Britain Attempts to Test Whole Population for COVID

The United Kingdom is hoping to become one of the first countries in the world to offer nationwide testing as it buys 200 million 15-minute COVID-19 tests to be rolled out in January across the country.

The plan is to buy more than 60 million rapid tests each month, reportedly reaching 192 million purchased by March. This would mean that nearly every resident could be tested once each month. This follows a trial taking place in Liverpool, north-west England, which is attempting to test everyone in the city and the surrounding region, made up of around 600,000 people.

Plans are already in place, U.K. Health Secretary Matt Hancock has revealed, to roll out this testing to 70 local authorities including London, Birmingham, and Manchester, assuming all goes well in the Liverpool trial.

This is part of the so-called "Operation Moonshot" and would allow lockdown to ease as people could carry around a certificate on their phone saying they were clear of COVID-19, allowing entrance to sporting events, bars or restaurants and a return to a more "normal" version of everyday life.

These tests allow a result in around 15 minutes and are a different method to the ones seen in the U.S. and the U.K. so far.

"We're having to rely on slightly less-good tests to test so many," Dr. Henrik Salje, of the Cambridge Infectious Diseases research center at Cambridge University, tells Newsweek. "This means you need to have quite a bit of the virus to be able to detect it so people who might be earlier in their infection or a low level of infection might not necessarily show a positive infection."

Slovakia was the first country in the world to establish country-wide testing. Every Slovakian over the age of 10 - around 3.8 million people - is being encouraged to get tested. This will then be repeated in rounds of tests each month. In the first weekend of the scheme, Slovakia tested around 3.6 million people.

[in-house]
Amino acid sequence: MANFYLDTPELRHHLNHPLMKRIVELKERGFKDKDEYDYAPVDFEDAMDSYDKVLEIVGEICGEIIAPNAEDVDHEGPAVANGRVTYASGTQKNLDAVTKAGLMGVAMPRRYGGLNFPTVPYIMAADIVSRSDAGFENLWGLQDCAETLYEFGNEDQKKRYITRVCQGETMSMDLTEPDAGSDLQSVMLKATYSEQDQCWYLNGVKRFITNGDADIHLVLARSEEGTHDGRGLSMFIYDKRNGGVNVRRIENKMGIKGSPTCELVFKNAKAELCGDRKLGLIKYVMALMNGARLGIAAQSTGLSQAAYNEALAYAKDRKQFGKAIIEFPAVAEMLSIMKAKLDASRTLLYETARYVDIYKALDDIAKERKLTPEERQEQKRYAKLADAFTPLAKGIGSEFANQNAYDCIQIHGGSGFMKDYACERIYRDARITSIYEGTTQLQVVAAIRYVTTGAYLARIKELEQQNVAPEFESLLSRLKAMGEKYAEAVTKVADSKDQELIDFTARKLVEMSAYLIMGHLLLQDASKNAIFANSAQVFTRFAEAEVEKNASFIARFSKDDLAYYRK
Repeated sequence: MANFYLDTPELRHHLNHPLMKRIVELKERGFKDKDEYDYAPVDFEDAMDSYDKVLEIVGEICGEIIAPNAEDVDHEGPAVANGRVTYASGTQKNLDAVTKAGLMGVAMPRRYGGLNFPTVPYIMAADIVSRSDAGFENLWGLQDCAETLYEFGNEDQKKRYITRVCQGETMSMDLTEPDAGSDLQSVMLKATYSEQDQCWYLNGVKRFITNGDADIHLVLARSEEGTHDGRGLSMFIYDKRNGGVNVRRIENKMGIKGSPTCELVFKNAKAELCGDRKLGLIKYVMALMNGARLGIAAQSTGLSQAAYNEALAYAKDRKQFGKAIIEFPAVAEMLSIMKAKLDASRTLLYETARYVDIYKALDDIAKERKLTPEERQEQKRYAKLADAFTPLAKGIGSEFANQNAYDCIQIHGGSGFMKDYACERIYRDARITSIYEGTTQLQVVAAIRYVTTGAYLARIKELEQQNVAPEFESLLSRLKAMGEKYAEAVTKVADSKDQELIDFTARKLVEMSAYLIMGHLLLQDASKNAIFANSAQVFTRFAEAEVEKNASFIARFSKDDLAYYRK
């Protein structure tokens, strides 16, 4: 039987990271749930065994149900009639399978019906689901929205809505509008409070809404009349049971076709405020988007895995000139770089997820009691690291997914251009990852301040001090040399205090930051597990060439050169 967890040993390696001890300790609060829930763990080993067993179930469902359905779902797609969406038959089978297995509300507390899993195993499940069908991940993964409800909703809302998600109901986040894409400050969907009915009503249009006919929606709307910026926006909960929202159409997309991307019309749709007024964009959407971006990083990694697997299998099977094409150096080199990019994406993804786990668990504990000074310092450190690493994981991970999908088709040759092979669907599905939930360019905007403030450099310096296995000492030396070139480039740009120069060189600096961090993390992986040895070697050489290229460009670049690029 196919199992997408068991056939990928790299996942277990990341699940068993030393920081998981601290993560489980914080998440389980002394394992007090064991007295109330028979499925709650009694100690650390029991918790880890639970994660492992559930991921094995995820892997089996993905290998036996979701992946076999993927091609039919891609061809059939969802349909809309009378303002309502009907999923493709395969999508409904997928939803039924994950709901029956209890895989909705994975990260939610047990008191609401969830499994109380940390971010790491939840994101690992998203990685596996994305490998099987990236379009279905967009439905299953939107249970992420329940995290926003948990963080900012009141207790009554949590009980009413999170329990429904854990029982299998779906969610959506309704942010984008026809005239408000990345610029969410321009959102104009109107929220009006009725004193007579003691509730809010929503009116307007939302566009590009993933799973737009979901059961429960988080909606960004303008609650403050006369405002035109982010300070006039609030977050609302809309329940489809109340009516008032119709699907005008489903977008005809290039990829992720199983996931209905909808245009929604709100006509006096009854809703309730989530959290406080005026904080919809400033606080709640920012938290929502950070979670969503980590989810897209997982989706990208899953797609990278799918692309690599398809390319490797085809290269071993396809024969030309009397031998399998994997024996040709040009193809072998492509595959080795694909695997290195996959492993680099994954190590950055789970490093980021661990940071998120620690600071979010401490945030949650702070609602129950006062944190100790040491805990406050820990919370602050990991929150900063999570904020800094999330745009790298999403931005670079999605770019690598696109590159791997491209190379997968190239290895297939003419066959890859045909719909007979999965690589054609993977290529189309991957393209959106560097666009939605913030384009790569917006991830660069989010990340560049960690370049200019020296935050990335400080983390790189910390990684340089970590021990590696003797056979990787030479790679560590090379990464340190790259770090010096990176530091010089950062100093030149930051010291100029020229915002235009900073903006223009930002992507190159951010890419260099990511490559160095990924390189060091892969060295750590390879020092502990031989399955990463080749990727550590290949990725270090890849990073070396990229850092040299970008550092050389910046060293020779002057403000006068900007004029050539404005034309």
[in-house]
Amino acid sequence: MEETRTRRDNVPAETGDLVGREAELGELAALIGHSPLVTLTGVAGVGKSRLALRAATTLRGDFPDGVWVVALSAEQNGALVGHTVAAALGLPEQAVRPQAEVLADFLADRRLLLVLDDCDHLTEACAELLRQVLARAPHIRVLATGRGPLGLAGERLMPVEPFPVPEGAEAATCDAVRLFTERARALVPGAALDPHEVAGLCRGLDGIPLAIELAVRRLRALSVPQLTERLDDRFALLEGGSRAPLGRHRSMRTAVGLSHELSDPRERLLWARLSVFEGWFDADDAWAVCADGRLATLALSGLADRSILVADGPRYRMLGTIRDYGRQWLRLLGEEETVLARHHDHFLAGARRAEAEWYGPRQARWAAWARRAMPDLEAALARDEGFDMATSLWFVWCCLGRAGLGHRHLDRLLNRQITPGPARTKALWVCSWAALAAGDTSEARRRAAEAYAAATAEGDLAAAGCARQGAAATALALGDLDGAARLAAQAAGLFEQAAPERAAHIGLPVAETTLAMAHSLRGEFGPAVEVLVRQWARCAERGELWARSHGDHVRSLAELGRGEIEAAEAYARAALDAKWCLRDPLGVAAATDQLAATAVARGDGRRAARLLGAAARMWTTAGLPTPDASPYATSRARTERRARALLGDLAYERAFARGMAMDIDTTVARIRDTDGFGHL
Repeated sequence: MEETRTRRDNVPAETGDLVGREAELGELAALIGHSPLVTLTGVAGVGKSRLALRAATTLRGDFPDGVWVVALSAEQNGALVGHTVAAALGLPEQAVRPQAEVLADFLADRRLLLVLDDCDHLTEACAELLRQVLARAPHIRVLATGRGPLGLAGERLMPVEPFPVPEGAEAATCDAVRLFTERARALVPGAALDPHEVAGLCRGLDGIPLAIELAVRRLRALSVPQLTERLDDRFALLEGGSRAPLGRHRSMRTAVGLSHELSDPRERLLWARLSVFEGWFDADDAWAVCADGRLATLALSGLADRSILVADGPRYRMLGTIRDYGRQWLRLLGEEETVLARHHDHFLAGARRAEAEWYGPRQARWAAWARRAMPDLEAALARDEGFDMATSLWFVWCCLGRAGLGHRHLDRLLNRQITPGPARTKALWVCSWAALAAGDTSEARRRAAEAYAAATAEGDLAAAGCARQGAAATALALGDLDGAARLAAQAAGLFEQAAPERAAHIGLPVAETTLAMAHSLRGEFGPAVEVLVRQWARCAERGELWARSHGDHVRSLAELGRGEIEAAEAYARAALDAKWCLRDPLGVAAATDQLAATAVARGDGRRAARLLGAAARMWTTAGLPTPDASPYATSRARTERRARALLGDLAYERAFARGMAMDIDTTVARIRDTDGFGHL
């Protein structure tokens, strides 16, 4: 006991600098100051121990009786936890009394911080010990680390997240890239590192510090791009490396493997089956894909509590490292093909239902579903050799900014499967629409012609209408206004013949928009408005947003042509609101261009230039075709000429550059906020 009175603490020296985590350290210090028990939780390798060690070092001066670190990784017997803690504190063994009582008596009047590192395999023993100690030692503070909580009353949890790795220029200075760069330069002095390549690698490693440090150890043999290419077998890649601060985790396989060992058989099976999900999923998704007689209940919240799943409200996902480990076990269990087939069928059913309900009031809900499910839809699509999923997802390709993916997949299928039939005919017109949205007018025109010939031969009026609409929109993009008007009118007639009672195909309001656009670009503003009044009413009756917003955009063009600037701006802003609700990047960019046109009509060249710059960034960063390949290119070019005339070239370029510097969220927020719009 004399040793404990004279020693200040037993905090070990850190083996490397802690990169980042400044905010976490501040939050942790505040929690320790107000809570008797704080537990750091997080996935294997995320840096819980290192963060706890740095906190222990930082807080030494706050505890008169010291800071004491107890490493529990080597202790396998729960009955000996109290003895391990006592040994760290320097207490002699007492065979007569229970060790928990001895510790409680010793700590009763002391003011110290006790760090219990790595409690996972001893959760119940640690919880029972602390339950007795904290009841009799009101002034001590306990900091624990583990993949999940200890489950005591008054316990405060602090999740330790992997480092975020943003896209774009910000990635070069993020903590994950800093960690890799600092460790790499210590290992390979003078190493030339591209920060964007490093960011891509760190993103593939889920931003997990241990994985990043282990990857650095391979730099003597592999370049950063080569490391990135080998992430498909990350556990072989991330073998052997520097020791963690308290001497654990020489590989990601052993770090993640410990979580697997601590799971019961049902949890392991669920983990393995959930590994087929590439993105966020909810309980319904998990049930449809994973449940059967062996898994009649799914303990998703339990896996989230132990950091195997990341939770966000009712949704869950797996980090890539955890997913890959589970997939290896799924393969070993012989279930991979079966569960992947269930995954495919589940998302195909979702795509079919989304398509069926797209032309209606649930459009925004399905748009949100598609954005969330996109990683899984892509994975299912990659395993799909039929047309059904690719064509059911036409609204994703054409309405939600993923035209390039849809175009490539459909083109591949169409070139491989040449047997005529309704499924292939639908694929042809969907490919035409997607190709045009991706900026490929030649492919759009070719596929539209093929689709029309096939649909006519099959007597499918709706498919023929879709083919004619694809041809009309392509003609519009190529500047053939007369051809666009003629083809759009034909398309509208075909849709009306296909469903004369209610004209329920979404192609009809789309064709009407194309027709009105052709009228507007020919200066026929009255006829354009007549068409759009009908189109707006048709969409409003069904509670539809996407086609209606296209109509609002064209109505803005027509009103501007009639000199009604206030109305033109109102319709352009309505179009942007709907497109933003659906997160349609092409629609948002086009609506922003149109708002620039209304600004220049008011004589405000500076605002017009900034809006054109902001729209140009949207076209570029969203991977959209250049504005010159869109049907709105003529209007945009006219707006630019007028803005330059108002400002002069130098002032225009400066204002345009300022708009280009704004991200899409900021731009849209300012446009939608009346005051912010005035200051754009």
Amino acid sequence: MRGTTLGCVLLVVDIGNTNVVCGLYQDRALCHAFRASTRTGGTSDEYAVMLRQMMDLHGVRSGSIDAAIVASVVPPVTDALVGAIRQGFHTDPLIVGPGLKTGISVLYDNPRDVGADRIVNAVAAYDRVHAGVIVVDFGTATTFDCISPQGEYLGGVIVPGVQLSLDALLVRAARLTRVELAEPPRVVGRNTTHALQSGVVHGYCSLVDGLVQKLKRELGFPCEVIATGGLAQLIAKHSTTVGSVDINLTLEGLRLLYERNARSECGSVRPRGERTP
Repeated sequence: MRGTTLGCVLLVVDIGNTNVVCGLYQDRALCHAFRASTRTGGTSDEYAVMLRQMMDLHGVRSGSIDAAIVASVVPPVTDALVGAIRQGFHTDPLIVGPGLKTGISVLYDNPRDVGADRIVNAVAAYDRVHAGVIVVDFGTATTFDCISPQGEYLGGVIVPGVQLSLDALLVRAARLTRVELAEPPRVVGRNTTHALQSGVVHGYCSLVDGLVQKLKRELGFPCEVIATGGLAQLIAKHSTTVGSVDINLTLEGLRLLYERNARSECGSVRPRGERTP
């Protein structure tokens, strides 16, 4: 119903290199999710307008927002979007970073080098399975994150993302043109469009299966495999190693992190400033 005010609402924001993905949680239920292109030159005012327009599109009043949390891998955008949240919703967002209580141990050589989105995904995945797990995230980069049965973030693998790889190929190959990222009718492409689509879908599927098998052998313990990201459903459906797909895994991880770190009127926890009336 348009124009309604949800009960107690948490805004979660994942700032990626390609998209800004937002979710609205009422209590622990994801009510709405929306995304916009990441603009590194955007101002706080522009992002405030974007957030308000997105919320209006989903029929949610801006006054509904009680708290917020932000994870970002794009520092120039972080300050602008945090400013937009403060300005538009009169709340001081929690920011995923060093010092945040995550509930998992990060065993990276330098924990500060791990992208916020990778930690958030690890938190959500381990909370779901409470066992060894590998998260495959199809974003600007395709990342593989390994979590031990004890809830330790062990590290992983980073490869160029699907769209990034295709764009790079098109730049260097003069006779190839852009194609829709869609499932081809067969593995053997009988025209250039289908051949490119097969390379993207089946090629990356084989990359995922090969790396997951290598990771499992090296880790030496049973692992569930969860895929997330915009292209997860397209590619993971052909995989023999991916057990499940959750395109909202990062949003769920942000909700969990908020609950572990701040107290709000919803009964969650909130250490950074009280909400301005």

Army officer delivers COVID test
British Army soldiers have been drafted in for a pilot scheme in Liverpool Oli SCARFF/Getty

A similarly aggressive testing scheme was set up in Luxembourg though its population is around 600,000. Both are much smaller than the logistical challenge facing the U.K.. The British adult population is estimated to be around 52 million.

Until now, Britain has relied on testing that needed laboratories to process the tests and send results back to people. The government promised that this testing capacity would reach 500,000 a day, a target that was met at the end of October, according to official figures. The actual tests processed that day were around 300,000 and critics have questioned if 500,000 is possible in practice. But this new type of test would solve this issue, at least in part, as it does not require a laboratory.

"The details matters here and the tests are different," Dr. Salje says. "The antigen testing is easier to do on a mass scale. Current U.K. testing is PCR-based, requires more facilities, and is more difficult to scale up.

"There is a trade-off - how sure do you want to be that this person has the virus or not and across this huge body, who is infected and where are they with the risk of missing some. Both are important but it depends on what you're trying to do with the test. The introduction of population-level testing can add a lot and makes sense for the U.K. to explore."

This exploration is not without its critics. The accuracy of this new antigen testing is around three in four positive cases of COVID. While this goes up to 95 percent accuracy for those with a high viral load, it is unknown if those with less of the virus or fewer symptoms can transmit it as readily.

"It might be that people with lower levels are less likely to transmit it, we're not sure yet," Dr. Salje says. "So these false negatives might not matter. For people earlier in their infection, they might go on to end up having more virus and be more infectious. In Slovakia, their plan is to go back and re-test and that seems like a sensible strategy."

The timing of this is crucial, with Christmas and a prospect of a vaccine looming on the horizon. It remains to be seen if the "Operation Moonshot" strategy of testing everyone will only be fully established after the vaccine is available, rendering it redundant. But the British government has promised to do "whatever it takes" to deal with COVID-19 and a vaccine is still not a certainty.

Officials hope that the country can get back to a version of normal as soon as possible.

The Department of Health has been approached by Newsweek for comment.